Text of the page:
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Disease monitoring in captively-propagated and reintroduced riparian brush rabbits (Sylvilagus bachmani riparius) in California

Presented at joint meeting of:

American Association of Zoo Veterinarians, American Association of Wildlife Veterinarians, and Wildlife Disease Association, San Diego, CA, 2004.

Kirsten V.K. Gilardi, DVM, Dipl ACZM,1* Karen A. Terio, DVM, PhD, Dipl ACVP,2 Laurissa P. Hamilton, BS3, Elizabeth V. Williams, MS3 and Daniel F. Williams, PhD3.

1Wildlife Health Center, UC Davis School of Veterinary Medicine, 1 Shields Ave, Davis, CA 95616 USA; 2University of Illinois Zoological Pathology Program, LUMC Bldg 101, Rm 0745, 2160 S First St, Maywood, IL 60153 USA; 3Endangered Species Recovery Program, California State University - Stanislaus, Department of Biological Sciences, Turlock, CA 95382 USA

Abstract

The riparian brush rabbit (Sylvilagus bachmani riparius) is a state- and federally-listed endangered species. It is native to riparian communities in the northern San Joaquin Valley of California. Riparian habitat in the San Joaquin Valley has been reduced to less than 1% of its historical extent, primarily due to clearing of natural vegetation, irrigated agriculture, livestock grazing, impoundment of rivers, and stream channelization. At the time of state and federal listing of the species, there were only two known remnant populations of riparian brush rabbits in California, one in Caswell State Park along the Stanislaus River, and another along a overflow channel of the San Joaquin River (Paradise Cut). The size of both populations was too low to provide sufficient captures to estimate population sizes with capture-recapture population estimator models. To recover riparian brush rabbits, the US Fish and Wildlife Service set a goal of establishing three or more self-sustaining populations outside of Caswell Memorial State Park within the historical range of the species. Because the extant populations at Caswell SP and Paradise Cut were isolated from other suitable sites that are currently uninhabited, it was determined that reintroduction of individuals derived from existing populations would be required to achieve this goal. The USFWS contracted with CSU Stanislaus’ Endangered Species Recovery Program to design and implement a controlled propagation and reintroduction program (plan available at www.esrp.csustan.edu).

The UC Davis Wildlife Health Center (WHC) drafted guidelines for monitoring and maintaining the health of the captive and reintroduced riparian brush rabbit populations, and has provided veterinary input on all aspects of the program since its inception. Veterinary oversight has generally been in the form of:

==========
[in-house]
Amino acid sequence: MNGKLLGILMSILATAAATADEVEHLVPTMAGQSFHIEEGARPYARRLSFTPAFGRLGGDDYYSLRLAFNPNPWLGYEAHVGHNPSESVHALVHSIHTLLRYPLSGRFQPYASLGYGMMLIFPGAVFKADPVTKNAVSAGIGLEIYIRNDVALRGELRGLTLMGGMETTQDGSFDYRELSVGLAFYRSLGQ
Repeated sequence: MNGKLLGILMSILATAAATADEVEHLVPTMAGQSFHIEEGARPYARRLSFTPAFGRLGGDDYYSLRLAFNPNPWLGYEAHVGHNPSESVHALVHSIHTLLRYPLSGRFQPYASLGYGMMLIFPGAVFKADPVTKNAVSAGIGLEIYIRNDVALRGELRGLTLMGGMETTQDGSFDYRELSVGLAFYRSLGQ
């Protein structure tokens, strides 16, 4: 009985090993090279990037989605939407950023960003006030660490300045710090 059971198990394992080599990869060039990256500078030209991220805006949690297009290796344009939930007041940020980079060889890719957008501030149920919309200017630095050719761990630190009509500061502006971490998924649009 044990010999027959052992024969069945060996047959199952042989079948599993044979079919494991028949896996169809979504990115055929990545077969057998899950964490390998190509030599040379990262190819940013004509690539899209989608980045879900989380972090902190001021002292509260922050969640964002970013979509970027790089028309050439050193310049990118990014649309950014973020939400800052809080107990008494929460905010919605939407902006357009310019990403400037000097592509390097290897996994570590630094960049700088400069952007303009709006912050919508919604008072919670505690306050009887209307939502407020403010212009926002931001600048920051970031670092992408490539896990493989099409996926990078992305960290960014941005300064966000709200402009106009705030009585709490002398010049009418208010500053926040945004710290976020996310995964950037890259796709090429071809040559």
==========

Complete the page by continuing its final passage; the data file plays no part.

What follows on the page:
Health screens typically consist of a physical examination under gas anesthesia, and blood collection for complete blood count, serum chemistry, and serum banking. Ectoparasites are collected opportunistically. Fecal analysis for gastrointestinal parasites in live rabbits is not performed routinely, except when disease due to parasite infections is suspected in clinically ill rabbits. Additional diagnostics performed on several rabbits have included radiography, ultrasonagraphy, ophthalmologic examinations, and cytology and biopsies of superficial masses

As of Spring 2004, 30 rabbits have been brought into captivity to serve as founding breeders, and 275 rabbits have been reintroduced to the wild at San Joaquin NWR. For cases in which a cause of mortality has been determined, major causes of death have included: predation; parasitic encephalitis (presumed Baylisascaris), necrotizing typhlitis, trap-related trauma (including conspecific aggression), bacterial sepsis, inanition/starvation (in neonates) and lymphoproliferative disease (in one case of lymphoma, a PCR for herpesvirus was positive, but this could not be confirmed as herpesvirus sylvilagus). Principle causes of morbidity which have required therapeutic intervention have included: ocular disease (keratitis, uveitis, conjuncitivits), wounds related to radiocollars, and miscellaneous wounds and abscesses.

Thirty rabbits from the 2003 breeding season were screened for antibodies to Encephalitozoon cuniculi, and to Treponema cuniculi . All 30 rabbits were seronegative for Treponema. One rabbit was weakly seropositive for Encephalitozoon. This rabbit was trapped in the wild at Paradise Cut for screening as a founding breeder, treated for a subcutaneous mass, and returned to the wild prior to testing.

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